We often write about denied or terminated disability insurance claims that claimants appeal to court under the federal law ERISA. ERISA usually applies when short- or long-term disability insurance policies are available to claimants through their employers.
In Part 1 of this post, we told readers about a recent Third Circuit Court of Appeals case called McCann v. Unum Provident in which a doctor appealed his long-term disability insurer’s termination of his benefits. In that post, we explained how the Third Circuit Court of Appeals determined that the federal law called ERISA applied to the dispute.
A preliminary issue in every federal court appeal in a denied or terminated claim for benefits under a short- or long-term disability insurance policy is whether ERISA governs. ERISA is the Employee Retirement Income Security Act, the federal law governing most benefit plans available through employers.
Disability insurers all too often engage in a behavior known in the industry and among claimants’ advocates as cherry-picking. Cherry-picking refers to a practice of insurance administrators or consulting doctors who selectively assign undue weight to particular records and ignore others when they analyze medical records to determine whether claimants are disabled and eligible for benefits.
An issue in every federal case that reviews a denied or terminated long-term disability insurance claim is what standard of review the court should apply. Normally, ERISA governs an LTD policy obtained through an employer. ERISA is a complicated federal law that sets standards and procedures for insurers and their administrators when they process LTD claims.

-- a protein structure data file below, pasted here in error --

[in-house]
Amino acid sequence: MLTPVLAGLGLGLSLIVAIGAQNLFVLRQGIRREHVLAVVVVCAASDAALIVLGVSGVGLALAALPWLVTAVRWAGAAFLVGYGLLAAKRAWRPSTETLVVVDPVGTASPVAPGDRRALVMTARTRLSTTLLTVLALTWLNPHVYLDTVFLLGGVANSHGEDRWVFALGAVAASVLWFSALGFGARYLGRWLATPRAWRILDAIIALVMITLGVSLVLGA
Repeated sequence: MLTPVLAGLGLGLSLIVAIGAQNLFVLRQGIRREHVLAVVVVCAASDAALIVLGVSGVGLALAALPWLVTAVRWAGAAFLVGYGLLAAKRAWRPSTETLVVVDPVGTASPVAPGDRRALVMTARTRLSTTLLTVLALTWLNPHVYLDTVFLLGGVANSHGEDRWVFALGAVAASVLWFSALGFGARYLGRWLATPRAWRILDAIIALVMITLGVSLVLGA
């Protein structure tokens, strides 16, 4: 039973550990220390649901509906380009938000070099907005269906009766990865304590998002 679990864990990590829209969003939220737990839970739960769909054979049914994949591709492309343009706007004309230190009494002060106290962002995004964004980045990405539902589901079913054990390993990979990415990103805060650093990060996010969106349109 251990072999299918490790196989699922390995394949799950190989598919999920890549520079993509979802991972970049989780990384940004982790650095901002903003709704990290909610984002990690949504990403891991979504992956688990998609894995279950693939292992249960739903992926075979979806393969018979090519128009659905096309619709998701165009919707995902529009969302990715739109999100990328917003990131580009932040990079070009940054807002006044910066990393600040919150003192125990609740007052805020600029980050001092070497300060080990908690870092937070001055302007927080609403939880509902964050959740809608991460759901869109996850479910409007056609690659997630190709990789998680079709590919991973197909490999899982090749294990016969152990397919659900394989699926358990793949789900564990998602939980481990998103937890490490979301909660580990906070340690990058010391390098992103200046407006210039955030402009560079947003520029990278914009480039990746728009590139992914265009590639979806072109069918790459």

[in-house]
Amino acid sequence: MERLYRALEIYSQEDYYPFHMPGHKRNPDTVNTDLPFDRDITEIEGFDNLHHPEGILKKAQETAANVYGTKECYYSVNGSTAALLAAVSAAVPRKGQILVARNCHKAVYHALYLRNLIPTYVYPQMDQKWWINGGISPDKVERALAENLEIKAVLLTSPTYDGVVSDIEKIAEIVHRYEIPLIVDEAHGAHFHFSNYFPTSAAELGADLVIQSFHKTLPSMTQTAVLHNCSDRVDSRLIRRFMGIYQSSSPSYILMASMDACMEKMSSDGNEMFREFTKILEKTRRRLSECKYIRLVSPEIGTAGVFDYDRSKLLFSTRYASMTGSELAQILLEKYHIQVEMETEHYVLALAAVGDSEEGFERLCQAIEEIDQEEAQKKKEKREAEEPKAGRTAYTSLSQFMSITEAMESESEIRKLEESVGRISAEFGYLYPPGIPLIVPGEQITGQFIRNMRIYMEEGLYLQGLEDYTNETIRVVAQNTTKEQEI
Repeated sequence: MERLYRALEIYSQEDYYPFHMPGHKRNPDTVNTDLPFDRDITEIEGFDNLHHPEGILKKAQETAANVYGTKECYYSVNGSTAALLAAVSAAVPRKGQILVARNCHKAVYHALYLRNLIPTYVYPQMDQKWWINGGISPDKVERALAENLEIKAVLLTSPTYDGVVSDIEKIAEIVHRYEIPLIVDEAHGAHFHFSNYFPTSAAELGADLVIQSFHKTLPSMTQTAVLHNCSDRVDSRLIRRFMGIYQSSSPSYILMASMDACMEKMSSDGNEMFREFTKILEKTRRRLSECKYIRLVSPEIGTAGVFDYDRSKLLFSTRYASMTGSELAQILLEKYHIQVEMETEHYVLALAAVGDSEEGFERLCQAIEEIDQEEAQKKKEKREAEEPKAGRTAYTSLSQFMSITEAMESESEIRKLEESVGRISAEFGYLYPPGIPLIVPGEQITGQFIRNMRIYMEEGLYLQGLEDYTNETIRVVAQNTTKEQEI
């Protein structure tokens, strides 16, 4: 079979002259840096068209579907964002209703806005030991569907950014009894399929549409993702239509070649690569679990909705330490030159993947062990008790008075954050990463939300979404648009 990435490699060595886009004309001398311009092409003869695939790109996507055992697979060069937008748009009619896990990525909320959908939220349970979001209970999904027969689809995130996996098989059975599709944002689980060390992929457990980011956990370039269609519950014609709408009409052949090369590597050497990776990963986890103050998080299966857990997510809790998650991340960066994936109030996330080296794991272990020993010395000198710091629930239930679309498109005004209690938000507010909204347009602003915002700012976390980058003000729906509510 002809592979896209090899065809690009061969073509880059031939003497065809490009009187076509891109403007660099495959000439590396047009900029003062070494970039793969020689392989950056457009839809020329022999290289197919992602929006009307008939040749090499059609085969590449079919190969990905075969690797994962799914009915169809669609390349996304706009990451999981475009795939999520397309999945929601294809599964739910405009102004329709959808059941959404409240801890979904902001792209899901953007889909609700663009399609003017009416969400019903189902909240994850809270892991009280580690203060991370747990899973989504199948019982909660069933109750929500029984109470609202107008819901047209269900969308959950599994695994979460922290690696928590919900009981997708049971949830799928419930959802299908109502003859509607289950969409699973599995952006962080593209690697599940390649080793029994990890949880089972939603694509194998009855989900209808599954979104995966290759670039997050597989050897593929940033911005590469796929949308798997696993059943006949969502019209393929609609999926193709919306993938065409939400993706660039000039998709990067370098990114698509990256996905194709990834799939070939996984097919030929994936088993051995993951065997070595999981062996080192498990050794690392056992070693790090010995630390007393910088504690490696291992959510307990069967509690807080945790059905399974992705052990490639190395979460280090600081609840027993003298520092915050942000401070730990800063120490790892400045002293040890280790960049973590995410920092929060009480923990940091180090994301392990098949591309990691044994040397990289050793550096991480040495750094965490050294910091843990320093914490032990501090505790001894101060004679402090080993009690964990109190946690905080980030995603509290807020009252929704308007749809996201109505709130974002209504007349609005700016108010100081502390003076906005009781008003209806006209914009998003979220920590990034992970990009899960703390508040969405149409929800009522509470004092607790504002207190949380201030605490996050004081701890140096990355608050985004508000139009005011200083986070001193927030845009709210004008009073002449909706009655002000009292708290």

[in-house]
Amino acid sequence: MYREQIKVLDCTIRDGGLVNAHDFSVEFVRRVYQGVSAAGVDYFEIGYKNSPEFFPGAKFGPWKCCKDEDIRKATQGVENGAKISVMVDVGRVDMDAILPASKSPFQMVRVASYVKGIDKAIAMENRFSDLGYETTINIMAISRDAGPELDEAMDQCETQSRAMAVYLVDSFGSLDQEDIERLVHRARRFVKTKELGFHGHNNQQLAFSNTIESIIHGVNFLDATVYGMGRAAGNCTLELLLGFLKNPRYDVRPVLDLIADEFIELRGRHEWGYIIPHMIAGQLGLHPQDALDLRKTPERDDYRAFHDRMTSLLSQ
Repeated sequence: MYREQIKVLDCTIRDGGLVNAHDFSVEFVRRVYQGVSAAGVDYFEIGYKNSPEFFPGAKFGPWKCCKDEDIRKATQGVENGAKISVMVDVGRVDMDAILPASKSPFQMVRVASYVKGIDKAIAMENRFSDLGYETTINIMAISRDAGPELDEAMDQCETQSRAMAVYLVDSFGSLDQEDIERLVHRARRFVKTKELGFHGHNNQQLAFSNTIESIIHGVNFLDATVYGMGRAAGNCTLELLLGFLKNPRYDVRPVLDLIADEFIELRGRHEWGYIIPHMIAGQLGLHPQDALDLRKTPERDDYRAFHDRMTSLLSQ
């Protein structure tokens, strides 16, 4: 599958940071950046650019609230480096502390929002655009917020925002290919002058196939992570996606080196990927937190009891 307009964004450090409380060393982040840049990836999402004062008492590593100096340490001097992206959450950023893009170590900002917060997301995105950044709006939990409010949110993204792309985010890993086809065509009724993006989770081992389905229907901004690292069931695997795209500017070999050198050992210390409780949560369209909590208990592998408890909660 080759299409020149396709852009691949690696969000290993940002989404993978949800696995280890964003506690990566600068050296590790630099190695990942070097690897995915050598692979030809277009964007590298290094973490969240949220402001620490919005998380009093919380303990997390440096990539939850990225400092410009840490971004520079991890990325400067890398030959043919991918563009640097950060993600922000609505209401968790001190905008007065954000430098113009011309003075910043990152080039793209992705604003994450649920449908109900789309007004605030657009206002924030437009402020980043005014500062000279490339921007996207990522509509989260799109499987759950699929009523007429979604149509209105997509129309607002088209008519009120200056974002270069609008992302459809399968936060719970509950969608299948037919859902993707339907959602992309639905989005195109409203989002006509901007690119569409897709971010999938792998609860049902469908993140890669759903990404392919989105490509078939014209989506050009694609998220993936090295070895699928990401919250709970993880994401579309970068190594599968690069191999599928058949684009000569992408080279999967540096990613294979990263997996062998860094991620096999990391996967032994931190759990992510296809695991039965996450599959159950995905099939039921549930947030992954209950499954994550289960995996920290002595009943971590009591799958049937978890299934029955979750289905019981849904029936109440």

Courts across the country grapple with the challenge of reviewing denied or terminated long-term disability claims based on fibromyalgia. On September 21, 2018, a federal judge in Massachusetts found that Unum and a supplemental insurer had wrongly terminated Judith Kamerer’s LTD benefits after almost a decade of payments. Kamerer suffers chiefly from fibromyalgia and depression.
It is not unusual for an insurance company to deny a claim for long-term disability insurance benefits on flimsy grounds. It may continue to deny the claim on review even if the claimant has submitted clear and persuasive evidence of disability. When this happens, it comes as no surprise that the claimant, who may be suffering from a significant physical or mental impairment that is preventing her from working, will also experience serious anxiety and stress because of the LTD insurer’s egregious denial.
On September 19, Judge William Orrick of the U.S. District Court in the Northern District of California reversed a disability insurer’s denial of long-term disability insurance benefits. The court interpreted a provision of the insurance policy that said a claimant is not disabled for benefits purposes if he or she could perform his or her job with “reasonable continuity.”
On August 17, the U.S. District Court in the Northern District of Oklahoma issued an opinion reversing a long-term disability insurer’s denial of benefits, ordering that the insurer pay the claimant 24 months of benefits based largely on mental-health impairments. In Redden v. Aetna Life Insurance Company, the judge explained the inherent conflict of interest that a LTD insurer has when it has both the role of discretionary decision maker on the question of claimant eligibility and is in the position of financial responsibility when it finds for the claimant.
At our law firm, we represent disabled clients in their applications for long-term disability benefits. It is not unusual for LTD insurers to make mistakes in their decision-making processes, causing a wrongful denial of benefits. Often when an experienced lawyer carefully reviews the administrative record of medical and vocational evidence the insurance company or its administrator relied on to deny or terminate benefits, the attorney discovers errors.